Recorded: 03 Jul 2003
I think it’s the first time I met Jim. I’m not sure. I may have met him in Cambridge because by 1970 I knew Francis quite well. I mean when I was an undergraduate Francis was very famous.
Francis, he didn’t lecture. Sydney [Brenner] lectured but Francis didn’t [lecture] to students. I saw a bit of Francis because I worked with Sydney Brenner in 1963 [or] 1964. I can’t remember. I’ll talk about that later. I used to see Francis, but I didn’t really know him very well.
My first contact with Francis was actually much earlier. It was in 1962, and the winter of 1963. 1963 was a very, very bad winter in Cambridge. It was kind of a hundred year cold. Francesca and I were living in a small attic apartment with no heating. We couldn’t get fuel. We couldn’t get kerosene. We were about to freeze to death. But we knew a girl
called Liz Chelito, who was living in the Crick’s house as their au pair. In December of ‘62, Francis and Odile went to Stockholm to get the Nobel Prize and after that I think they went to the Mediterranean. We moved in the Crick’s house in Portugal Place in Cambridge and lived there for about three weeks with Liz. Francis’s son, Michael, I think was there, the older son, well there’s only one son who lived in America in Seattle, a son by the first marriage.
I also got to know Francis quite well, not only scientifically but socially because there was a man who lived just outside Cambridge called John Gayer-Anderson, who was a potter. His father had been a very famous, well, a fairly famous Egyptologist. He lived in Cairo. If you go to the Fitzwilliam Museum in Cambridge most of the mummies and the Egyptian artifacts were collected by John’s father.
So, John had a private income. He lived in a big house in the village called Waterbeach outside Cambridge. He and Francis were close friends for a long time. There’s a whole social circle around that. Francis and John had one very strong bond. They were both very fond of women, talking to women and other things with women. They jointly owned a collection of “B” movies, which were 8mm films. John used to have, not every year, but often used to have an erotic pottery show. So he’d get teapots where the spout of the teapot was a penis and that sort of thing.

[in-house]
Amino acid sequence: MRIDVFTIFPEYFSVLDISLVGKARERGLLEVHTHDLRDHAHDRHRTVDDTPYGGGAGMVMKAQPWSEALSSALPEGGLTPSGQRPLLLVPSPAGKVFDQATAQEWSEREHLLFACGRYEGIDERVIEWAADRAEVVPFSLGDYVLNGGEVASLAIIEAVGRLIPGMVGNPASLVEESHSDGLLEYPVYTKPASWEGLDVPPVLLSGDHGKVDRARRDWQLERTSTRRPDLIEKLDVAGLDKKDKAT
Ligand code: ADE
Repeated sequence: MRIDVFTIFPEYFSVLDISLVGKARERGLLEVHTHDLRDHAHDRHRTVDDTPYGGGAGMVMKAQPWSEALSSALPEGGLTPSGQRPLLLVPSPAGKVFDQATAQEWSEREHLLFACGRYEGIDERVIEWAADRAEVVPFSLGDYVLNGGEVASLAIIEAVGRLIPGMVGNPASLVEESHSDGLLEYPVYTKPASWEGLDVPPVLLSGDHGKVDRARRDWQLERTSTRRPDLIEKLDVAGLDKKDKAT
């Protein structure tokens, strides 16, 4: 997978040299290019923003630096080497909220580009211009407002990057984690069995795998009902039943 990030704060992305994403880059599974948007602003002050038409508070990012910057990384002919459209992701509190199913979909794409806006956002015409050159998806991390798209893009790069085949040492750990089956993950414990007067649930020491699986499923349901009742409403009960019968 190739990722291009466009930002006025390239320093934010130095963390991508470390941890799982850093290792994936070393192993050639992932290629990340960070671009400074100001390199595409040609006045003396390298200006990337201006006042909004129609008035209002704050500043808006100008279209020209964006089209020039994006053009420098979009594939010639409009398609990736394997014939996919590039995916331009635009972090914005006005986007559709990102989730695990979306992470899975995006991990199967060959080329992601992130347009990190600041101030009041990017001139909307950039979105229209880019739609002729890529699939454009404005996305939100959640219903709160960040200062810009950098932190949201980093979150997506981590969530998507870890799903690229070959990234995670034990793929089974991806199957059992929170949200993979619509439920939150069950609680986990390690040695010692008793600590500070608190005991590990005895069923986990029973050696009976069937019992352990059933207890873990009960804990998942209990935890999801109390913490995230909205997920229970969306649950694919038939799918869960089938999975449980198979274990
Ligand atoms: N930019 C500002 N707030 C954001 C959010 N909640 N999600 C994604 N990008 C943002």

He liked to—and both Francis did as well. They both liked to engineer situations between couples, triples, and quadruples. I mean I probably shouldn’t go much further than this.
John died about ten years, no, ten or twelve years ago. He was quite old. He was about 70 when he died. During that period he got a new French wife who is still alive and they have a child.
I used to see Francis quite a lot socially. Cambridge was much more social, I think, in the ‘70s than it is now. I mean lots of parties. I tried very hard in the early ‘70s to get Francis to hire me at the LMB [the Laboratory of Molecular Biology], but he wouldn’t, so I stayed in genetics.
Michael Ashburner, a leader in Drosophila Genetics and bioinformatics, received his B.A. (1964), M.A. (1968), Ph.D. (1968) and Sc.D. (1978) from the University of Cambridge, where he is currently professor of Biology in the Department of Genetics and a Professional Fellow of Churchill College.
He has been the joint head of European Bioinformatics Institute (EBI), of the European Molecular Biology Laboratory (EMBL) and was co-founder of Flybase, the primary online database for Drosophila genetics and molecular biology, the Gene Ontology Consortium, an effort to coordinate biological databases through a defined taxonomy of gene function, and the Crete Meetings, a bi-annual event focusing on the developmental and molecular biology of Drosophila melanogaster.
Among many honors, he is the recipient of the G.J. Mendel Medal (Czech Republic 1998) and the George W. Beadle Medal (Genetics Society of America 1999).